There’s a new world in the making: Demographics, economics, attitudes and technology will be in flux for the next couple of decades. I call the economic and demographic factors changing the world Economorphics.
Here are six trends that will impact markets.
1. The fight to be the next Wrigley’s gum
More people are becoming middle class, just as they did in 1920s North America. The companies who grabbed newly affluent Americans in the ’20s, as Wrigley’s did, were still market leaders decades later, research by McKinsey shows. So when you pick companies, look for ones scooping up the new middle class.
2. Get used to the Victorian gown economy
North America won’t benefit from an expanding middle class like other countries will. Instead, its economy is resembling a Victorian ball gown: it has generous proportions on top and bottom, and it’s tiny in the middle. That means companies can cater to either price or luxury; yet some firms are still casting about for the vanished middle class. When picking companies, make sure you choose ones that know which part of the ball gown they’re tailored to.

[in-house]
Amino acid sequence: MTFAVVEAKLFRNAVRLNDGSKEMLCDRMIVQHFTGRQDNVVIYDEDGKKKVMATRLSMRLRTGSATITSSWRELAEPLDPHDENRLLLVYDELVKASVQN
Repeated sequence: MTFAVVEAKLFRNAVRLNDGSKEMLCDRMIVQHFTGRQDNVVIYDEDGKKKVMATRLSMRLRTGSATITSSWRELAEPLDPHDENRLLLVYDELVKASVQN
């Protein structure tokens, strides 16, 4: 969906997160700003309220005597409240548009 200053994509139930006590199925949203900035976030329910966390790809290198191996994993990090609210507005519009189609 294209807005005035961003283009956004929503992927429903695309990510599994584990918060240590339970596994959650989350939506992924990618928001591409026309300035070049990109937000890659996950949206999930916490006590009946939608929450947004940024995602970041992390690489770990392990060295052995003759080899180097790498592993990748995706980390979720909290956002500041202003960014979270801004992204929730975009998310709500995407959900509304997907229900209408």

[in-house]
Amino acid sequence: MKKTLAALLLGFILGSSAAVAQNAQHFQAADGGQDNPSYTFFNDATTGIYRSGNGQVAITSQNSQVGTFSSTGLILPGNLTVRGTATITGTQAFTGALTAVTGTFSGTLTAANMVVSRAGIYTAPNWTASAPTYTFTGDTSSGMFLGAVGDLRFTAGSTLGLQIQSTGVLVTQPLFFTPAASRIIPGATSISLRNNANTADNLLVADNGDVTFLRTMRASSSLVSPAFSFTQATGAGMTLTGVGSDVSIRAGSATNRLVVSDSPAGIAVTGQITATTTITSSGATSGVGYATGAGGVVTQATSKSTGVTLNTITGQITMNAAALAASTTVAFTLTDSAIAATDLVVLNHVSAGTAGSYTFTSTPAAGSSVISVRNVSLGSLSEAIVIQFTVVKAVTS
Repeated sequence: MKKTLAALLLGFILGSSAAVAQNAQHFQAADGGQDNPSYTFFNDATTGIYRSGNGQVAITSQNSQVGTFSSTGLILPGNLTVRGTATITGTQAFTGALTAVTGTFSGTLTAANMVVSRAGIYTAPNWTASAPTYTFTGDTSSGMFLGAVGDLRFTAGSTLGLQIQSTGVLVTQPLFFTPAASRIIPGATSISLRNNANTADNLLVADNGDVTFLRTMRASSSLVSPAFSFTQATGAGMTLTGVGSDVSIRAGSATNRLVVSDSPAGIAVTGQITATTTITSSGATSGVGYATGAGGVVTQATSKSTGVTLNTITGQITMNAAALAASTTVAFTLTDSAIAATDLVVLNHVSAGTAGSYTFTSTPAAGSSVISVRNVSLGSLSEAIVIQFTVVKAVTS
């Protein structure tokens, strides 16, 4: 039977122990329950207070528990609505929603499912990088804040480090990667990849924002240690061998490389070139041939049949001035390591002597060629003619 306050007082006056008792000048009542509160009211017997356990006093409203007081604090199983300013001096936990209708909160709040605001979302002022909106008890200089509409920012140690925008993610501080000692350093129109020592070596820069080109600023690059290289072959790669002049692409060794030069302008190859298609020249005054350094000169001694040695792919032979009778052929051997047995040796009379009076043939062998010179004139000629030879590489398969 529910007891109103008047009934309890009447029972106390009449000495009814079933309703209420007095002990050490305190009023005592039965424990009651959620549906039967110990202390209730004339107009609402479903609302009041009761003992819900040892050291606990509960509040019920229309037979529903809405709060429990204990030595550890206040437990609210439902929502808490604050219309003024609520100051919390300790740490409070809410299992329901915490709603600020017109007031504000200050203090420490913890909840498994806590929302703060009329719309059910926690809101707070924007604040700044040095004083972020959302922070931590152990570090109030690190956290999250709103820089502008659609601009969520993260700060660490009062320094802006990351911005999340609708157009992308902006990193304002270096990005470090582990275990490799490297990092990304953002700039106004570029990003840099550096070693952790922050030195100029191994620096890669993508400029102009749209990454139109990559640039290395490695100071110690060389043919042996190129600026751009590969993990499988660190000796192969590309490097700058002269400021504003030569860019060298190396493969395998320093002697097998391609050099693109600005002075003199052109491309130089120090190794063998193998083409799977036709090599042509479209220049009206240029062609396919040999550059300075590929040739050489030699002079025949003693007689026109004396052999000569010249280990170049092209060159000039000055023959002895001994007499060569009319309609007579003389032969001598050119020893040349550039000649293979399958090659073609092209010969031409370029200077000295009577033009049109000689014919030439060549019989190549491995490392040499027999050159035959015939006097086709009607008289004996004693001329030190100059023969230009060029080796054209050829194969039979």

3. Commodities will keep you up at night
Oil’s ups and downs on the market, rising food prices and gold’s decline: commodity prices likely keep you up now anyway. But over the long term, prices will rise. After all, we have more people on the planet, and those people have more money. They want to stay warm, keep cool and eat meat. That means more demand, but not necessarily in an orderly pattern.
4. An era of ladies first
Women are earning and inheriting more than ever, so they’ll be managing ever-bigger portfolios in their later years. That means a bigger role as decision-makers at work and at home. When Millennials form families, they might want the higher earner to work and the lower earner to stay home – and it will be increasingly likely that mom will be earning the bigger bucks.
5. Marissa vs. Richard and the fate of commercial real estate
It’s possibly the biggest business decision of the next decade: do companies embrace telecommuting to pare back the cost of real estate? Or reject it since out-of-sight employees could be catching up on soaps? Yahoo CEO Marissa Mayer ordered everyone back to the office, but Virgin CEO Richard Branson calls that old-school thinking. If companies side with Sir Richard, commercial real estate patterns will change.
6. The bear market is here to stay
If the demographic signals are correct, expect a few more years of low returns. After all, boomers will be getting past their highest savings years, and will be increasingly wary about having money in equities. Millennials will not be making up the difference either. That’s mostly good news if you’re a financial advisor, because your skills will have a chance to shine.